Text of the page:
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1. Create a data table

From the Welcome or New Table dialog, choose to create an XY data table. Be sure to select the option “Enter and plot a single Y value for each point.” Simple logistic regression in Prism currently does not allow for replicates in subcolumns. To enter replicates, simply add each replicate on its own row with its associated X value and observed outcome.

If you would like to see how Prism works on a sample data set, choose the sample data: Simple logistic regression. Otherwise, if you want to enter your own data, be sure that the Y values are binary and encoded as strictly 0s and 1s. Prism will not perform simple logistic regression (or multiple logistic regression) if your outcome variable is not encoded as 0s and 1s (read more about binary outcome variables).

Tip: An easy way to keep track of which outcome is coded as a 1 and which is coded as a 0 is to use a yes/no question as the title of your Y column. Using this method, you could enter a “1” to answer the question “yes” and a “0” to answer the question “no.”

2. Analysis choices

To run simple logistic regression, click the Analyze button in the toolbar and choose simple logistic regression from the list of XY analyses. The parameters dialog for simple logistic regression offers several customization choices. For even more analysis options, consider copying your data to a multiple variables data table and using the multiple logistic regression analysis.

a. Classification and interpolation

The options in this section provide information on how well the model does at predicting the positive and negative outcomes (entered as 1s and 0s in the data, respectively). You can request that Prism generate an ROC curve and report the area under the ROC curve (AUC) in the table of results. The AUC provides information on how well the logistic regression model classifies the observed data at various possible cutoffs. Check out this page for more on understanding ROC curves.

Selecting the “Classification of each subject” will output a new green table titled “Row Classification” that first copies the column of observed X values and adds a column containing the predicted probabilities for each of those values from the simple logistic regression model. Note that you can use this option to predict new observations at specific values of X. To do this, simply add a row at the bottom of the original data table with the desired X value (or values) and leave the corresponding Y values blank (note that this process is very similar to the way interpolation is performed for simple linear regression, but is done automatically without selecting additional options).

b. Goodness-of-fit

In addition to classification performance, Prism offers four ways to evaluate model performance.

The standard metric for evaluating the fit of a linear model is R squared. However, because the simple logistic regression model is not fit using the same techniques as simple linear regression, this metric is not appropriate for logistic regression. For simple logistic regression, Prism offers two alternatives to R squared. Although these have the term R squared in their name, they do not have the same interpretation as R squared from simple linear regression (i.e. they do not represent the proportion of variance explained by the model).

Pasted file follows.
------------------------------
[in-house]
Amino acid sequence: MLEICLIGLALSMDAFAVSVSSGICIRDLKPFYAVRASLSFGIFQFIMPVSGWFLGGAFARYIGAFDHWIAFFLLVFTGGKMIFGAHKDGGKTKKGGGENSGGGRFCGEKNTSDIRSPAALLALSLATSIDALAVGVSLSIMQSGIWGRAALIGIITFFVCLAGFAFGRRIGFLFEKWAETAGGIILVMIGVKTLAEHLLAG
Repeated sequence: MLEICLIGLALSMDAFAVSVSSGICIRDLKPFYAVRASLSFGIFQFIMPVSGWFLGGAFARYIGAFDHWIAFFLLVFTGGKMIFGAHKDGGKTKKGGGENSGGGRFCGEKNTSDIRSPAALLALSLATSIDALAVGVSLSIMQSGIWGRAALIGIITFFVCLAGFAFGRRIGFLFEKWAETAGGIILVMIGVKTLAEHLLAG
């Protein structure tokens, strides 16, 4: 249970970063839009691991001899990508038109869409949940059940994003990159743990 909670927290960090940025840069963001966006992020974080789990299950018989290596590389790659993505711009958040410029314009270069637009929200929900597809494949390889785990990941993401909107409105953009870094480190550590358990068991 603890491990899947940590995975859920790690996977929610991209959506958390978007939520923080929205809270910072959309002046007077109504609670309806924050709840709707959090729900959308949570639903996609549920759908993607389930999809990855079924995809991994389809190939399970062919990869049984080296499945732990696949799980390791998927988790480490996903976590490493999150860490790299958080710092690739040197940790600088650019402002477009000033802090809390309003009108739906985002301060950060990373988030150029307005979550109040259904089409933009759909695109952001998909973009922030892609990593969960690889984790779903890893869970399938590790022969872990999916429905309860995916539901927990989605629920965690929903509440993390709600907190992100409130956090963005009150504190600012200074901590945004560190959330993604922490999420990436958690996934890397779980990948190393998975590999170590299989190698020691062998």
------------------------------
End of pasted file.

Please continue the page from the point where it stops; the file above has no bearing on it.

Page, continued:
Instead, both Tjur’s Pseudo R squared and Cox-Snell’s Generalized R squared are values that range between 0 and 1, with larger values representing better predictive performance of the model. More details on these pseudo R squared metrics (and others offered through multiple logistic regression from the multiple variables data table) can be found here.

Model deviance produces a value sometimes referred to as G squared which is used to calculate the test statistic for the likelihood ratio test. If you are comparing different X predictors for your model, you can choose the predictor that results in the smallest model deviance. You can also use the Pseudo and Generalized R squared values in this way.

The likelihood ratio test (LRT) compares the logistic model that includes the given X predictor to a model without that X predictor (i.e. an “intercept-only” model). Like other hypothesis tests, the LRT uses a null hypothesis, and generates a P value to test that null hypothesis. In this case, the null hypothesis is that the intercept-only model (the model without the X variable) fits the data better than the model with the X variable. If your X variable contributes to model prediction performance, you would expect that the P value for this test would be small.

c. Range

A logistic plot is automatically generated when you perform simple logistic regression. You can allow Prism to choose the default minimum and maximum X values for plotting this curve based on your data, or you may choose to increase or decrease these limits as you choose.





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